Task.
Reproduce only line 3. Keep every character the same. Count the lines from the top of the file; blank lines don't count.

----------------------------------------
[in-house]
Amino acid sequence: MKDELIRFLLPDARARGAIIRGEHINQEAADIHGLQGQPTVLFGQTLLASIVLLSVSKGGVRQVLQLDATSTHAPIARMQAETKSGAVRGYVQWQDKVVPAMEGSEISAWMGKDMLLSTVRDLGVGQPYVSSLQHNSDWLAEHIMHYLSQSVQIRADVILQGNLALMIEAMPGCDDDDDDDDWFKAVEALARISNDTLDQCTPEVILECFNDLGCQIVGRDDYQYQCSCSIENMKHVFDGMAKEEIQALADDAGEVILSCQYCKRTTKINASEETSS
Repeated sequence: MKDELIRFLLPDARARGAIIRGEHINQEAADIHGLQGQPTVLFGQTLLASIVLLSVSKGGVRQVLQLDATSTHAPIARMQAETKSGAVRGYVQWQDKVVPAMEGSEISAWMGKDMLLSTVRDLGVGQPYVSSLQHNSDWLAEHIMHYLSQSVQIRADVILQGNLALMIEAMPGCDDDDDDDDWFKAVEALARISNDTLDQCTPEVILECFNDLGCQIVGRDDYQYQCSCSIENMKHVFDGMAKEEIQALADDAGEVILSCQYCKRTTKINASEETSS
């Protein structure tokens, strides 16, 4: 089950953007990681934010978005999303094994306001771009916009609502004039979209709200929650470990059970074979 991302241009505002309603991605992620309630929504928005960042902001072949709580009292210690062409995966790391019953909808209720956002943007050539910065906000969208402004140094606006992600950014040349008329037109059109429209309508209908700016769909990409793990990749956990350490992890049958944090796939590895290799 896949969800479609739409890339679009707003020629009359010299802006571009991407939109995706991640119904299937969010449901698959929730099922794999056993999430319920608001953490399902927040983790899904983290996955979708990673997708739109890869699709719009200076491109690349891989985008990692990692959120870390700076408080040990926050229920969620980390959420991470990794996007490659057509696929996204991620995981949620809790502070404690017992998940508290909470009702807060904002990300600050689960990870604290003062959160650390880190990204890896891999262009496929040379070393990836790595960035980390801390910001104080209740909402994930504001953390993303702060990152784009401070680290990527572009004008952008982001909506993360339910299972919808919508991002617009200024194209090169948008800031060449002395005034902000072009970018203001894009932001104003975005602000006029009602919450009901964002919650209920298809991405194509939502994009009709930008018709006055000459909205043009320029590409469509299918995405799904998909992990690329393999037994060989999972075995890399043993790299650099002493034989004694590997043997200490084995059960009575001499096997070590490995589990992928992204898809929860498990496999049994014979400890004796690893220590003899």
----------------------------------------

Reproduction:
Repeated sequence: MKDELIRFLLPDARARGAIIRGEHINQEAADIHGLQGQPTVLFGQTLLASIVLLSVSKGGVRQVLQLDATSTHAPIARMQAETKSGAVRGYVQWQDKVVPAMEGSEISAWMGKDMLLSTVRDLGVGQPYVSSLQHNSDWLAEHIMHYLSQSVQIRADVILQGNLALMIEAMPGCDDDDDDDDWFKAVEALARISNDTLDQCTPEVILECFNDLGCQIVGRDDYQYQCSCSIENMKHVFDGMAKEEIQALADDAGEVILSCQYCKRTTKINASEETSS